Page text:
What Will Replace the U.S. Based Liberal International Order?

As the tightly contested U.S. presidential election draws to a close, what effect will the outcome have on U.S. foreign policy?  I have already discussed this question in two recent posts.  First of all, we should not overly fear the rise of China, because China’s population, and especially its working-age population, will soon be in decline.  Secondly, Trump’s nationalistic and populist leanings are here to stay, regardless of how much longer Trump, himself, remains in office.

The political scientist, Michael Beckley, has a more extensive discussion about this in the current issue of Foreign Affairs. Says Mr. Beckley:

  • The era of liberal U.S. hegemony is an artifact of the Cold War’s immediate afterglow. In the coming decades, rapid population aging and the rise of automation will dampen faith in democratic capitalism and fracture the free world at its core.  The burdens of caring for older populations and the job losses resulting from new technology will spur much competition for resources and markets.
  • In the next 50 years, only Australia, Canada and the U.S. will have growing populations of working-age adults. China will lose 225 million working-age adults, 36% of its current total.  By 2050, Russia’s spending on pensions and medical care for the elderly will increase by 50% as a share of its GDP and China’s share will triple.  In the U.S. such spending will increase by only 35%.

  • The wide-spread adoption of smart machines will reduce the United States’ economic dependence on other countries. For decades the U.S. has chased cheap labor and resources abroad.  Now, automation will allow the U.S. to rely more on itself.
  • This rise of smart machines will also help the U.S. contain the military rise of its rivals. Drones and missiles will be capable of destroying enemy invasion forces.  The U.S. can capitalize on a fundamental asymmetry in war aims: whereas U.S. rivals need to seize and control territory (Taiwan, the Baltics) to achieve regional hegemony, the U.S. needs only to deny them that control.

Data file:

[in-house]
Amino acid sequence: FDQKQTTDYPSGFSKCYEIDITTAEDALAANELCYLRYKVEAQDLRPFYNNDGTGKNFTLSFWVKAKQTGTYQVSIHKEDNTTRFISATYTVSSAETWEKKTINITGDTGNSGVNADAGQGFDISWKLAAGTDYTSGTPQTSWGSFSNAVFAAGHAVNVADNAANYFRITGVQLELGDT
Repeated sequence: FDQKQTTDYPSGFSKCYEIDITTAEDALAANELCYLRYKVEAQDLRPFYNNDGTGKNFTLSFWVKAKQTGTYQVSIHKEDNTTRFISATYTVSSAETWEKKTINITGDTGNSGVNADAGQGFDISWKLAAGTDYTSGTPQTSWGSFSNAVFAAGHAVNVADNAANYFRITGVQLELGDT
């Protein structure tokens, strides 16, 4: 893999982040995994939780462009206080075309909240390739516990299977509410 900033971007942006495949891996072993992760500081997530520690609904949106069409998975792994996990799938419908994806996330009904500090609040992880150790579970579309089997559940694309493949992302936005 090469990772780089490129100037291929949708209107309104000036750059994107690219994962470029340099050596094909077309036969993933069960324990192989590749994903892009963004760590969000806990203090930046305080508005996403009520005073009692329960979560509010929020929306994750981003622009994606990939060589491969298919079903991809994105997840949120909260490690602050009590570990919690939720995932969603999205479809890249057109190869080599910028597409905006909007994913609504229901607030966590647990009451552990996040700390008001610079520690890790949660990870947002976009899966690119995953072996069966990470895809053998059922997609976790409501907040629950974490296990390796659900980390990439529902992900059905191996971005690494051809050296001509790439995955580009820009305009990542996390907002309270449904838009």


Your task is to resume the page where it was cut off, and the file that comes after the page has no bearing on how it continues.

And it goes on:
• The working-age populations of U.S. democratic allies will shrink by 12% over the next 30 years, while their senior populations will expand by 57%, the same problem facing China and Russia. Such challenging conditions will inevitably breed nationalism and extremism.
  • At the same time, North America will be the only region with all of the ingredients necessary for sustained economic growth.
  • The post-cold war order has fostered the most peaceful and prosperous period in human history. As it recedes, the world will become a more dangerous place with the return of great power mercantilism and new forms of imperialism.  A major example is China’s Belt and Road Initiative and its attempt to create a closed-off, parallel internet.
  • A nationalist mood has taken hold in the U.S. But warding off authoritarian powers such as China and Russia can be accomplished with advanced technology even while foreign bases are being eliminated or cut back.  Overall, this represents a realistic realignment of U.S. foreign policy rather than a retreat from the world.

Conclusion.  “The best hope for the liberal world order is that the U.S. find ways to channel growing nationalist impulses in internationalist directions.”  For example, the U.S. has previously undertaken liberal campaigns for selfish reasons.  It nurtured a community of capitalist democracies to crush Soviet communism.  The secret is to figure out how to continue this kind of outreach in the new, coming nationalistic era.

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